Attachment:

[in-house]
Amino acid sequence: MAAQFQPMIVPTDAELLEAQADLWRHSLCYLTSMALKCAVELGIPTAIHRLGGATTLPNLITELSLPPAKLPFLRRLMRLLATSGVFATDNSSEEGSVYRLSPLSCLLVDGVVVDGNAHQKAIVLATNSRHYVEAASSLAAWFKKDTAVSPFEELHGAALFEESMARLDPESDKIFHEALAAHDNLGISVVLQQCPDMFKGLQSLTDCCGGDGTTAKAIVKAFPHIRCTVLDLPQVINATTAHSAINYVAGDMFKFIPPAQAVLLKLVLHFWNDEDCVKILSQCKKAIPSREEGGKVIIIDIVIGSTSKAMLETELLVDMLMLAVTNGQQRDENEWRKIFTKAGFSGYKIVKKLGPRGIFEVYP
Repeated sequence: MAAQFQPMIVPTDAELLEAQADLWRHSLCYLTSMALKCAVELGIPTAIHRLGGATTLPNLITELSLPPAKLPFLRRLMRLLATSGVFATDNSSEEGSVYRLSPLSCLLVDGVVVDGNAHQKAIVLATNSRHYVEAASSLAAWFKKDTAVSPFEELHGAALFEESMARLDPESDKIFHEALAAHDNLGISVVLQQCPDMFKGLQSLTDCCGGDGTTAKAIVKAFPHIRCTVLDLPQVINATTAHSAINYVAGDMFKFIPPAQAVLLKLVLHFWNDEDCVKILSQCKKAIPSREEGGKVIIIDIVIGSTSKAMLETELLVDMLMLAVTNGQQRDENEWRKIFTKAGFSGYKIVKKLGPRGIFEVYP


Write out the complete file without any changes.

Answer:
[in-house]
Amino acid sequence: MAAQFQPMIVPTDAELLEAQADLWRHSLCYLTSMALKCAVELGIPTAIHRLGGATTLPNLITELSLPPAKLPFLRRLMRLLATSGVFATDNSSEEGSVYRLSPLSCLLVDGVVVDGNAHQKAIVLATNSRHYVEAASSLAAWFKKDTAVSPFEELHGAALFEESMARLDPESDKIFHEALAAHDNLGISVVLQQCPDMFKGLQSLTDCCGGDGTTAKAIVKAFPHIRCTVLDLPQVINATTAHSAINYVAGDMFKFIPPAQAVLLKLVLHFWNDEDCVKILSQCKKAIPSREEGGKVIIIDIVIGSTSKAMLETELLVDMLMLAVTNGQQRDENEWRKIFTKAGFSGYKIVKKLGPRGIFEVYP
Repeated sequence: MAAQFQPMIVPTDAELLEAQADLWRHSLCYLTSMALKCAVELGIPTAIHRLGGATTLPNLITELSLPPAKLPFLRRLMRLLATSGVFATDNSSEEGSVYRLSPLSCLLVDGVVVDGNAHQKAIVLATNSRHYVEAASSLAAWFKKDTAVSPFEELHGAALFEESMARLDPESDKIFHEALAAHDNLGISVVLQQCPDMFKGLQSLTDCCGGDGTTAKAIVKAFPHIRCTVLDLPQVINATTAHSAINYVAGDMFKFIPPAQAVLLKLVLHFWNDEDCVKILSQCKKAIPSREEGGKVIIIDIVIGSTSKAMLETELLVDMLMLAVTNGQQRDENEWRKIFTKAGFSGYKIVKKLGPRGIFEVYP